The reserve banks of Australia, Singapore, Malaysia, and South Africa are set to test the use of central bank digital currencies (CBDCs) for international settlements in the hopes that it will reduce the time and costs for these types of transactions.
The project, named "Dunbar", aims to develop prototype shared platforms for cross-border transactions using multiple CBDCs. The group hopes the platforms will allow financial institutions to issue transactions directly with each other using digital currencies issued by participating central banks, eliminating the need for intermediaries and cutting the time and cost of transactions.
The project, led by the Bank of International Settlement’s Innovation Hub and involving the Reserve Bank of Australia, Bank Negara Malaysia, the Monetary Authority of Singapore, and the South African Reserve Bank, will involve multiple technology partners to develop “technical prototypes” on different distributed ledger technology platforms.
It will also explore different governance and operating designs to allow central banks to share CBDC infrastructures.
"The multi-CBDC shared platform explored under Project Dunbar has the potential to leapfrog the legacy payment arrangements and serve as a foundation for a more efficient international settlement platform,” said assistant governor Fraziali Ismail from Bank Negara Malaysia.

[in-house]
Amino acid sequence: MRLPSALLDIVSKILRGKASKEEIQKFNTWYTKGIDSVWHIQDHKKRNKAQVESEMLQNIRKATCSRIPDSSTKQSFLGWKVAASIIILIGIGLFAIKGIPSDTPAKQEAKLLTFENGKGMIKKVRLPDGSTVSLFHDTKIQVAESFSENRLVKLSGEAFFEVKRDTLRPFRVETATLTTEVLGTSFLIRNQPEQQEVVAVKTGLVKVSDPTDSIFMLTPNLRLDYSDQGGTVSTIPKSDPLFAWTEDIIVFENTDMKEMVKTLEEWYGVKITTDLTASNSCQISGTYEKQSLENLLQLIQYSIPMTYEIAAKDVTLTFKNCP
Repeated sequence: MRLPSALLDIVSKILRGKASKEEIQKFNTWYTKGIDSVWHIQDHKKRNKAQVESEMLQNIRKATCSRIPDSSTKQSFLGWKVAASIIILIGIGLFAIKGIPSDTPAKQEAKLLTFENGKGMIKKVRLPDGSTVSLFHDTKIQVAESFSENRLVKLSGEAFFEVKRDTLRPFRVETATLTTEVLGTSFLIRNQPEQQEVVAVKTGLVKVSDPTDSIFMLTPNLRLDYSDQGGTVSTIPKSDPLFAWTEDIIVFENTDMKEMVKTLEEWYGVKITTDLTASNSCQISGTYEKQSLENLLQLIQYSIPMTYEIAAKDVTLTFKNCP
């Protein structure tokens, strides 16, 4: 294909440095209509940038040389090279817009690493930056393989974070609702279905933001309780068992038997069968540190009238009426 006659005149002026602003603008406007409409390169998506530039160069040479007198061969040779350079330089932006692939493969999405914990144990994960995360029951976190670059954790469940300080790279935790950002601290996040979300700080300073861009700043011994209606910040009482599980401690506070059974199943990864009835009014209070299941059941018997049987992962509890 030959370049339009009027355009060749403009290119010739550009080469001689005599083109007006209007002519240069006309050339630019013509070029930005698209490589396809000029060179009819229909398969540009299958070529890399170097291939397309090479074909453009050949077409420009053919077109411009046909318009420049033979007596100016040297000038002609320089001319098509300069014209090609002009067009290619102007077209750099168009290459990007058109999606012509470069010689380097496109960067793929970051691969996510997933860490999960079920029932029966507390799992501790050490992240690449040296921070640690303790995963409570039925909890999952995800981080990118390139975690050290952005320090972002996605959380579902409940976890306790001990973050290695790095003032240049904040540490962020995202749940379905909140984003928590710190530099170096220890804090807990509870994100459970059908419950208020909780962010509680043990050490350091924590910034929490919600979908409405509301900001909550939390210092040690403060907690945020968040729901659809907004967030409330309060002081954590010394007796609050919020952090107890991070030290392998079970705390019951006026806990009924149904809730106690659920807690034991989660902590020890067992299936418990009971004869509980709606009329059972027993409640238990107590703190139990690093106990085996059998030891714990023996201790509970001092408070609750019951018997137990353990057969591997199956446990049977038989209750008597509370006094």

“We hope the project will spur greater public-private collaboration to enable fast and frictionless cross-border payments, combining both the benefits of distributed ledger technology and the efficiency of a common platform.”
The project also aims to explore the “international dimension” of CBDC design and support the efforts of the G20 roadmap for enhancing cross-border payments more broadly.
Its results are expected to be published in early 2022 and the group hopes this will inform the development of future platforms for global and regional settlements. Technical prototypes of the shared platforms will also be demonstrated at the Singapore FinTech Festival in November 2021.
In June, the Hong Kong Monetary Authority (HKMA) announced it was exploring the possibility of launching a centralised digital currency as part of its “Fintech 2025” strategy. Chief executive Eddie Yue revealed it would begin a comprehensive study on e-HKD to understand its use cases, benefits, and related risks.
The HKMA also revealed it would continue to work with the People’s Bank of China in supporting the technical testing of e-CNY, China’s digital yuan, in Hong Kong with the aim of providing a convenient means of cross-boundary payments for domestic and mainland residents.
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Zach Marzouk is a former ITPro, CloudPro, and ChannelPro staff writer, covering topics like security, privacy, worker rights, and startups, primarily in the Asia Pacific and the US regions. Zach joined ITPro in 2017 where he was introduced to the world of B2B technology as a junior staff writer, before he returned to Argentina in 2018, working in communications and as a copywriter. In 2021, he made his way back to ITPro as a staff writer during the pandemic, before joining the world of freelance in 2022.